Melinda Colaizzi knows firsthand the challenges women face in the music industry. She is a musician herself and noticed a theme at local events. “In my line of work as a musician and an event planning consultant, I have attended many different fundraisers and benefits. I realized that there was not a great representation of the female talent in Pittsburgh,” she shared.
And it’s not just a problem in Pittsburgh. A 2015 study by Fusion found that just 26 percent of the Top 40 artists were women-only performances. Melinda commented, “Unfortunately, it’s part of the music business. Females can be left on the backburner. It’s so important to showcase women musicians and women-fronted bands.”
In the medical and research community, there is a similar gender disparity. Funding for women’s health research falls significantly behind other areas of research. Until recently, studies done on men were applied to women despite known genetic differences between the sexes. In 1993, the NIH enacted the National Institutes of Health Revitalization Act requiring women and minorities to be represented in clinical trials. In that same year, Magee-Womens Research Institute (MWRI) was born, and today is the largest independent research institute in the U.S. devoted exclusively to women’s health research. MWRI is committed to bringing women’s health research to the forefront of medical funding and discoveries.
Melinda first heard about Magee-Womens Research Institute at a 2016 fundraiser at the Pittsburgh Winery where Melinda performed. “I was born at Magee, so I was familiar with the hospital side of things. I was thinking of doing a female showcase and it all kind of fell into place when I heard about the research institute’s mission,” Melinda said.
Fast-forward to May 11, 2017: The pink carpet was rolled out at the Hard Rock Café Pittsburgh for a night of music and raising money for women’s health research. The three main acts were all led by female musicians. The Hobbs Sisters, Lyndsey Smith & Soul Distribution, and Jill West & Blues Attack entertained the crowd, while radio legend Michele Michaels emceed.
A highlight of the evening was the stories shared about why women’s health is so important. Elisa McMahon, a Women Who Rock committee member, shared her story during the event. “My husband and I didn’t have trouble getting pregnant, but were not able to sustain two pregnancies. I saw Dr. Joe Sanfilippo at Magee who fixed a kink in my fallopian tube. Literally a month after surgery, I was back in his office listening to the heartbeat of my son,” she shared. At the event, Elisa presented the inaugural Women Who Rock award to Dr. Carola Neumann, a primary investigator from Magee-Womens Research Institute. They also shared a special connection. “My mom and sister are cancer survivors, and currently my aunt is fighting triple negative breast cancer which is Carola’s research specialty. Carola was so helpful answering my questions and is truly the most inspirational person,” Elisa shared.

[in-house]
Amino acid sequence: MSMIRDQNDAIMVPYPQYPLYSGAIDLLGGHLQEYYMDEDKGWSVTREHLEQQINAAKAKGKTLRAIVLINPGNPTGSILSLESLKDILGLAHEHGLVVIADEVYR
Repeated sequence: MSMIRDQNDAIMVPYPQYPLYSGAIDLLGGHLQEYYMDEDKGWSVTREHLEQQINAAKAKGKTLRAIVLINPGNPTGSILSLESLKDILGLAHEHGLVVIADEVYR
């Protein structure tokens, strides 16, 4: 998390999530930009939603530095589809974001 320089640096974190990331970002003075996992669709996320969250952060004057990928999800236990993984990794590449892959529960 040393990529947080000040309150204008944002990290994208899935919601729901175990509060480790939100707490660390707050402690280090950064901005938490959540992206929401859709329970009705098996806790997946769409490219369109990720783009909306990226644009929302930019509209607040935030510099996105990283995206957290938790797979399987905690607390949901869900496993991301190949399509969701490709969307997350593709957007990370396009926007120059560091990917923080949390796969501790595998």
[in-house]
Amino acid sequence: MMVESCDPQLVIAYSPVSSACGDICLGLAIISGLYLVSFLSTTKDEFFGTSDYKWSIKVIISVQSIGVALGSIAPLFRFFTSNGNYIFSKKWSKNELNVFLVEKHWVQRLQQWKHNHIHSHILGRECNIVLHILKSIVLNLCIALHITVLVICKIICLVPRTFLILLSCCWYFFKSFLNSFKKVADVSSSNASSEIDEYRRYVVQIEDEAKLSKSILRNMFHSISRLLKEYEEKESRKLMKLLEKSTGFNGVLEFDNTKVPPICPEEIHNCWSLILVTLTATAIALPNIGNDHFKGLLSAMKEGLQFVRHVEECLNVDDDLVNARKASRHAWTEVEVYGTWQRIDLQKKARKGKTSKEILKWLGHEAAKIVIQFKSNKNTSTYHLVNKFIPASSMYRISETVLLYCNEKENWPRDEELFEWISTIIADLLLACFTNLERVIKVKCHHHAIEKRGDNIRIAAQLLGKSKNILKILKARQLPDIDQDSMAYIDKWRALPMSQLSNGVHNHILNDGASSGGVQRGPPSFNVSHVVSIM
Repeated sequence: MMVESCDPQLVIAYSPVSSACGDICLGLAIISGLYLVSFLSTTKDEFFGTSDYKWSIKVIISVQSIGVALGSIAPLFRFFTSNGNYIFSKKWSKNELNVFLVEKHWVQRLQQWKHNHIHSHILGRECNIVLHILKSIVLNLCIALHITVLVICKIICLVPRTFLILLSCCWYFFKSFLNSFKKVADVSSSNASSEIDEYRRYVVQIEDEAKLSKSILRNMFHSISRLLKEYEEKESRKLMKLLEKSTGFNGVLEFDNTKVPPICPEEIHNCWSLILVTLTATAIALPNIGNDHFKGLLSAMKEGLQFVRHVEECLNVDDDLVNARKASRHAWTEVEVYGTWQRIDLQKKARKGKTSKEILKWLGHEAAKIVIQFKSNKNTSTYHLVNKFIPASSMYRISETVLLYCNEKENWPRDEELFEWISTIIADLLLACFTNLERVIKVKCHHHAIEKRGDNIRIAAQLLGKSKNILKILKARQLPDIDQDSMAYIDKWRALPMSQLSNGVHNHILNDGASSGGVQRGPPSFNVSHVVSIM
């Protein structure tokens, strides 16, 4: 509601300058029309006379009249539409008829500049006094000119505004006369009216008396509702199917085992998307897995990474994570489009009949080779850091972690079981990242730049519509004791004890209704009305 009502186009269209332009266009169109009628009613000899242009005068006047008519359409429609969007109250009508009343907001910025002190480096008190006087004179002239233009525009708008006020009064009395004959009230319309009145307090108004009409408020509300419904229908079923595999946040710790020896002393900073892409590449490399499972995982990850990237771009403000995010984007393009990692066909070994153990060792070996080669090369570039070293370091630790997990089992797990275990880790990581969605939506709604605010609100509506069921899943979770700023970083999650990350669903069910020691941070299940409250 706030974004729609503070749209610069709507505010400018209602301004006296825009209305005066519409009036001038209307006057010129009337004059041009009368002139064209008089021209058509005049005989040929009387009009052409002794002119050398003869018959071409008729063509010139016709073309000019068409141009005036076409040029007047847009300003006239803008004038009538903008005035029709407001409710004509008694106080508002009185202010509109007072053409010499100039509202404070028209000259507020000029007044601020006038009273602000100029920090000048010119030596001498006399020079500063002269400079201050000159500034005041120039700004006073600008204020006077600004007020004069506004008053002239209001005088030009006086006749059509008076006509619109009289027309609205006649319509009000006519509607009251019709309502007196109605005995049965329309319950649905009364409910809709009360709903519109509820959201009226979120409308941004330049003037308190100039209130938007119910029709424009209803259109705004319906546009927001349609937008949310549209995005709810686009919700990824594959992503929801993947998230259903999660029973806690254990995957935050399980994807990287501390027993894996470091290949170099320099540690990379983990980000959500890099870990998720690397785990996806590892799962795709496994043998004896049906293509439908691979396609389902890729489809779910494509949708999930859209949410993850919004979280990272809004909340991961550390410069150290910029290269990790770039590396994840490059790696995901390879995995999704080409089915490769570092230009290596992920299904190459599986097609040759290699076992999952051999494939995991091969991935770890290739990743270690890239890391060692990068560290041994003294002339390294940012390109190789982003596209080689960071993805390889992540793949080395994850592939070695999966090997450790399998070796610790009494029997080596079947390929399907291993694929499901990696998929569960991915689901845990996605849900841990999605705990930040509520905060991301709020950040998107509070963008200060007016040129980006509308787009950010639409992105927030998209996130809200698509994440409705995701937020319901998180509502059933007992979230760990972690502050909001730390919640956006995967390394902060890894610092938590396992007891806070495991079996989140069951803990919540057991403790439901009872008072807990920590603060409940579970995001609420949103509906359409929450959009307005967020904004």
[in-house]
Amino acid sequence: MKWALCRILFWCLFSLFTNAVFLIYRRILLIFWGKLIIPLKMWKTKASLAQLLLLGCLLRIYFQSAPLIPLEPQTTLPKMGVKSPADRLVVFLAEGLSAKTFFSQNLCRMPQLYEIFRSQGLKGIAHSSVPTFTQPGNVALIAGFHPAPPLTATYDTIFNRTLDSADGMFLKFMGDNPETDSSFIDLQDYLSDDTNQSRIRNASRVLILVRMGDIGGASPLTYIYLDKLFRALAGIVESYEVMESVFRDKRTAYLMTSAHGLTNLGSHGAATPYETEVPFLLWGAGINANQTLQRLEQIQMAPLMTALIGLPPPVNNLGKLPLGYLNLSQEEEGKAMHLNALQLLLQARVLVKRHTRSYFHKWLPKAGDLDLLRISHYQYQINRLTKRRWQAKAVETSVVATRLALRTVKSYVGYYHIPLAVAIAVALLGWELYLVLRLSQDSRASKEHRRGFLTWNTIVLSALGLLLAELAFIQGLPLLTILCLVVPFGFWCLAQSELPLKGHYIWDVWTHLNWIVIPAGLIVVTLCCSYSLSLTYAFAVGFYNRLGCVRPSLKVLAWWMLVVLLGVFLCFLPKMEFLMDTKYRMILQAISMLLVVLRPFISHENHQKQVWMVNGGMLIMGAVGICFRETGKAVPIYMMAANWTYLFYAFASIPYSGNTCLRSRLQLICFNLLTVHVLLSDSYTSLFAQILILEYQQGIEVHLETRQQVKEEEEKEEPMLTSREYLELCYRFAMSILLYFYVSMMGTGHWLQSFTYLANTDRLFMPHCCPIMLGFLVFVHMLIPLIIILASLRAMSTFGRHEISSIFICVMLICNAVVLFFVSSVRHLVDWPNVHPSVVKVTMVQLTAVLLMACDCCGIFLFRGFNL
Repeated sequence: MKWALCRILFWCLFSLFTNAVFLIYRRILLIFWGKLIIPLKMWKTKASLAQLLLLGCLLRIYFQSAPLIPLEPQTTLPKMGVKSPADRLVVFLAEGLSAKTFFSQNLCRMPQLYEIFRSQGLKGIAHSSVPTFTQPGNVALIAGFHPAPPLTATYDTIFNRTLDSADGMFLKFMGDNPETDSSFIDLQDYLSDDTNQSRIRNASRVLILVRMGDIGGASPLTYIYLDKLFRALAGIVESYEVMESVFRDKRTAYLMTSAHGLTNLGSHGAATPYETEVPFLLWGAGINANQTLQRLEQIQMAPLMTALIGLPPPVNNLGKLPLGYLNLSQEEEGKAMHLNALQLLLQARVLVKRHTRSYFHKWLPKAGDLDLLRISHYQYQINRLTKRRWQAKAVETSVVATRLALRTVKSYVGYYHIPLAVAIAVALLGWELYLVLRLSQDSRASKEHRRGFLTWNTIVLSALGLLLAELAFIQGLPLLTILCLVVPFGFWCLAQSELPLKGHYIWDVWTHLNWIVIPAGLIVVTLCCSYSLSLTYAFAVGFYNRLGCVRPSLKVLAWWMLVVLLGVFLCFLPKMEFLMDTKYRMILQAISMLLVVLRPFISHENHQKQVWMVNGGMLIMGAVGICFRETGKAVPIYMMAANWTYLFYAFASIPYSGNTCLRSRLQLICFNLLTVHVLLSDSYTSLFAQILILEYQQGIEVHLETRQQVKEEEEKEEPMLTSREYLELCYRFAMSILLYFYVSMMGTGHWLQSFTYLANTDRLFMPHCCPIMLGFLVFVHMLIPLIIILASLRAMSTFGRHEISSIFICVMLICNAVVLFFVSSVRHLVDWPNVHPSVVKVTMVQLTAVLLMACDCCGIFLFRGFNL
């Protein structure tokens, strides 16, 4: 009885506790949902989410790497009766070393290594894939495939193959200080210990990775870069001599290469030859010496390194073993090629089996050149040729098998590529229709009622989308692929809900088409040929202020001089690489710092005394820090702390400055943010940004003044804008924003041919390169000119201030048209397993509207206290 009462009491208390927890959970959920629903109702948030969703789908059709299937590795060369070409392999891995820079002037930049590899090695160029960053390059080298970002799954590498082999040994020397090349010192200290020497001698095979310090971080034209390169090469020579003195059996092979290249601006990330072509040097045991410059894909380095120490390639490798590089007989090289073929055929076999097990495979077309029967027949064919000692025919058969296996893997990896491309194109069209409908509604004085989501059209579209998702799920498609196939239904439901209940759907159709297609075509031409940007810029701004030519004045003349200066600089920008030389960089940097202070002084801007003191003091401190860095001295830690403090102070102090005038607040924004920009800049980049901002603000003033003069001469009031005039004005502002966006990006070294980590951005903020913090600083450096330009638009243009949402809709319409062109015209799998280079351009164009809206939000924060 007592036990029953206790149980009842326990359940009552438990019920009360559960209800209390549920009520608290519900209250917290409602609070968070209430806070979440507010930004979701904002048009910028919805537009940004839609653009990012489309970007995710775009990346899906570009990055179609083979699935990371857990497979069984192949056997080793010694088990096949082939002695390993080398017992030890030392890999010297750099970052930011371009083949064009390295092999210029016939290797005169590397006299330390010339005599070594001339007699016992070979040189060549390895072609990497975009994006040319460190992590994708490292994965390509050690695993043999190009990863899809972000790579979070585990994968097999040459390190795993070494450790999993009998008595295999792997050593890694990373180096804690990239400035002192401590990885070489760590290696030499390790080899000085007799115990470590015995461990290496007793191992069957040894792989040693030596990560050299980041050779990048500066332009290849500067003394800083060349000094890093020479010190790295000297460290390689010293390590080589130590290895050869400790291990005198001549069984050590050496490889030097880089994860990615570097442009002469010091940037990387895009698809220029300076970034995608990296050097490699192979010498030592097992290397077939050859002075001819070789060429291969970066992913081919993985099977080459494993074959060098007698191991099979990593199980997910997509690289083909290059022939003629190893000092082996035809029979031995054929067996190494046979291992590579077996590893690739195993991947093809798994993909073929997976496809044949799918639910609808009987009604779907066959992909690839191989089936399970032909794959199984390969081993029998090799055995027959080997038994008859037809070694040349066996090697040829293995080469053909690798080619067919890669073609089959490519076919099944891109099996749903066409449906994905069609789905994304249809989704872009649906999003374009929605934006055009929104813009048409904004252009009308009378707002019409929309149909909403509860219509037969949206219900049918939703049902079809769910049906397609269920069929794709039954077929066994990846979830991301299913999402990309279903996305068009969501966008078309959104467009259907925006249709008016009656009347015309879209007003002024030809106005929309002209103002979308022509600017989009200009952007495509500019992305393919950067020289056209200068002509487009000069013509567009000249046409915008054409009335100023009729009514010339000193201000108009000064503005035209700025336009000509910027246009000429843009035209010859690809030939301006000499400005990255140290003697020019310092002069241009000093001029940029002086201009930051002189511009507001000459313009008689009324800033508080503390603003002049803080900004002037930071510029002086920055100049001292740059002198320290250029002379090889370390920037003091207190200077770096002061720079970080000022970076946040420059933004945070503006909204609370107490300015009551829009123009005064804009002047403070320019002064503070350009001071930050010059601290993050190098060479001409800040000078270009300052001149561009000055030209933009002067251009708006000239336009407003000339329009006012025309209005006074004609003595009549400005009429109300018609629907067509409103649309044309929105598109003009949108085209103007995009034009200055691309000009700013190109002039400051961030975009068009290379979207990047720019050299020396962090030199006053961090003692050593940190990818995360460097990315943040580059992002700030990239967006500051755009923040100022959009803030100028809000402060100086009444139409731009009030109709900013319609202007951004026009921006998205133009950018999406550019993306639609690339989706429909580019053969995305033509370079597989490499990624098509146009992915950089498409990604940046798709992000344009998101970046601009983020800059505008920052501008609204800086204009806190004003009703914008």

Women Who Rock was sponsored by Totally Fit Mama, Dunkin Donuts, iHeartRadio, and ShowClix. Melinda is looking forward to continuing the event because of the positive response she received. “At one point in the evening, I stood back and looked around the room. The energy was infectious. The biggest take away was being able to make a difference in women’s lives and not just in Pittsburgh. Supporting research helps women all over the world. It also was a great way to support local female musicians. All while having a super fun time.”
- The 2018 event is scheduled to take place in May. Check mageewomens.org/events for more updates on this event and others.